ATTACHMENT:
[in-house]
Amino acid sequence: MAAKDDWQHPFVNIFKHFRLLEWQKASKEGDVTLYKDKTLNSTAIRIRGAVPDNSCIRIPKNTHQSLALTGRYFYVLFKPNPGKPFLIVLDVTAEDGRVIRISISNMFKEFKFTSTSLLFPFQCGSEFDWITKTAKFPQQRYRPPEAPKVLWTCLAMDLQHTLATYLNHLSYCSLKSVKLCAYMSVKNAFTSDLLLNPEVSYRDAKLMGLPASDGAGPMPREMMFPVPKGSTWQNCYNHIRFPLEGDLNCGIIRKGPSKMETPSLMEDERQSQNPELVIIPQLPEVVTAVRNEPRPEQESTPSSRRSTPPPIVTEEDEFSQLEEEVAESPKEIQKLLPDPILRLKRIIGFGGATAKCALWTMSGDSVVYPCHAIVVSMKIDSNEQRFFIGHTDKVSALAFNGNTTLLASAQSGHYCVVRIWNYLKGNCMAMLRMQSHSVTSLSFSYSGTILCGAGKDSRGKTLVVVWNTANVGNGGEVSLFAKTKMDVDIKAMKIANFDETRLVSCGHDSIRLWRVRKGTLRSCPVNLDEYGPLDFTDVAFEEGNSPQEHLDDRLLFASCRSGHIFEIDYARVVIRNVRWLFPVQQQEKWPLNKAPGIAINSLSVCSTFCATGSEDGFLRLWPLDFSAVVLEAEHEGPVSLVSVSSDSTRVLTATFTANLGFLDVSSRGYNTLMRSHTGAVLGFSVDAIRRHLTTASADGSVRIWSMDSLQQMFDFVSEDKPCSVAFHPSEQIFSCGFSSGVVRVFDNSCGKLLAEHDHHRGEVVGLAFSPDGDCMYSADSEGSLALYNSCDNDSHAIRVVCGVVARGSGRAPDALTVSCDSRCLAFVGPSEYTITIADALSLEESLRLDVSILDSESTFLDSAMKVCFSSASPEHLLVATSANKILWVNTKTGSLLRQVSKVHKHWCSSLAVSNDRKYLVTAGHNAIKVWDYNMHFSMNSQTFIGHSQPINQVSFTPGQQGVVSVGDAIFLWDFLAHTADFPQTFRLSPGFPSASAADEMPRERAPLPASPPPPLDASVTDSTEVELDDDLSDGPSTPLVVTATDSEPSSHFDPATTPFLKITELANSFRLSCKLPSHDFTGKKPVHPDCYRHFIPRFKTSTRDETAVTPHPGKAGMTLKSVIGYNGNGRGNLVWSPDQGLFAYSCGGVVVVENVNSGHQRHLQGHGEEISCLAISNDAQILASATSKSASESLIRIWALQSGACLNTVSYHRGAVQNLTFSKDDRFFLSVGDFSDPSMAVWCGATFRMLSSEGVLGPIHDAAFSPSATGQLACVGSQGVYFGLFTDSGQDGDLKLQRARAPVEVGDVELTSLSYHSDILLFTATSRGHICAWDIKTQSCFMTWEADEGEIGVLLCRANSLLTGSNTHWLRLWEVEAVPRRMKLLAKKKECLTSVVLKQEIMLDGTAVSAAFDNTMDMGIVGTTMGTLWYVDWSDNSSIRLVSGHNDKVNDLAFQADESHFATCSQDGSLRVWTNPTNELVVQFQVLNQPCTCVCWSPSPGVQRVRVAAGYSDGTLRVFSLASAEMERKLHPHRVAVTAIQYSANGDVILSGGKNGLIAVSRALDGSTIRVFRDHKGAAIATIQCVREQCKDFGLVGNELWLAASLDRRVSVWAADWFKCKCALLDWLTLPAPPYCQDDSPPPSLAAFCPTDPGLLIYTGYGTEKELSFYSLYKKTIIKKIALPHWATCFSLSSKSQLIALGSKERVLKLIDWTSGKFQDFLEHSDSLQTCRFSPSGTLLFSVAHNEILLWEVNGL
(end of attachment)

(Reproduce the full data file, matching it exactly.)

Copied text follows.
[in-house]
Amino acid sequence: MAAKDDWQHPFVNIFKHFRLLEWQKASKEGDVTLYKDKTLNSTAIRIRGAVPDNSCIRIPKNTHQSLALTGRYFYVLFKPNPGKPFLIVLDVTAEDGRVIRISISNMFKEFKFTSTSLLFPFQCGSEFDWITKTAKFPQQRYRPPEAPKVLWTCLAMDLQHTLATYLNHLSYCSLKSVKLCAYMSVKNAFTSDLLLNPEVSYRDAKLMGLPASDGAGPMPREMMFPVPKGSTWQNCYNHIRFPLEGDLNCGIIRKGPSKMETPSLMEDERQSQNPELVIIPQLPEVVTAVRNEPRPEQESTPSSRRSTPPPIVTEEDEFSQLEEEVAESPKEIQKLLPDPILRLKRIIGFGGATAKCALWTMSGDSVVYPCHAIVVSMKIDSNEQRFFIGHTDKVSALAFNGNTTLLASAQSGHYCVVRIWNYLKGNCMAMLRMQSHSVTSLSFSYSGTILCGAGKDSRGKTLVVVWNTANVGNGGEVSLFAKTKMDVDIKAMKIANFDETRLVSCGHDSIRLWRVRKGTLRSCPVNLDEYGPLDFTDVAFEEGNSPQEHLDDRLLFASCRSGHIFEIDYARVVIRNVRWLFPVQQQEKWPLNKAPGIAINSLSVCSTFCATGSEDGFLRLWPLDFSAVVLEAEHEGPVSLVSVSSDSTRVLTATFTANLGFLDVSSRGYNTLMRSHTGAVLGFSVDAIRRHLTTASADGSVRIWSMDSLQQMFDFVSEDKPCSVAFHPSEQIFSCGFSSGVVRVFDNSCGKLLAEHDHHRGEVVGLAFSPDGDCMYSADSEGSLALYNSCDNDSHAIRVVCGVVARGSGRAPDALTVSCDSRCLAFVGPSEYTITIADALSLEESLRLDVSILDSESTFLDSAMKVCFSSASPEHLLVATSANKILWVNTKTGSLLRQVSKVHKHWCSSLAVSNDRKYLVTAGHNAIKVWDYNMHFSMNSQTFIGHSQPINQVSFTPGQQGVVSVGDAIFLWDFLAHTADFPQTFRLSPGFPSASAADEMPRERAPLPASPPPPLDASVTDSTEVELDDDLSDGPSTPLVVTATDSEPSSHFDPATTPFLKITELANSFRLSCKLPSHDFTGKKPVHPDCYRHFIPRFKTSTRDETAVTPHPGKAGMTLKSVIGYNGNGRGNLVWSPDQGLFAYSCGGVVVVENVNSGHQRHLQGHGEEISCLAISNDAQILASATSKSASESLIRIWALQSGACLNTVSYHRGAVQNLTFSKDDRFFLSVGDFSDPSMAVWCGATFRMLSSEGVLGPIHDAAFSPSATGQLACVGSQGVYFGLFTDSGQDGDLKLQRARAPVEVGDVELTSLSYHSDILLFTATSRGHICAWDIKTQSCFMTWEADEGEIGVLLCRANSLLTGSNTHWLRLWEVEAVPRRMKLLAKKKECLTSVVLKQEIMLDGTAVSAAFDNTMDMGIVGTTMGTLWYVDWSDNSSIRLVSGHNDKVNDLAFQADESHFATCSQDGSLRVWTNPTNELVVQFQVLNQPCTCVCWSPSPGVQRVRVAAGYSDGTLRVFSLASAEMERKLHPHRVAVTAIQYSANGDVILSGGKNGLIAVSRALDGSTIRVFRDHKGAAIATIQCVREQCKDFGLVGNELWLAASLDRRVSVWAADWFKCKCALLDWLTLPAPPYCQDDSPPPSLAAFCPTDPGLLIYTGYGTEKELSFYSLYKKTIIKKIALPHWATCFSLSSKSQLIALGSKERVLKLIDWTSGKFQDFLEHSDSLQTCRFSPSGTLLFSVAHNEILLWEVNGL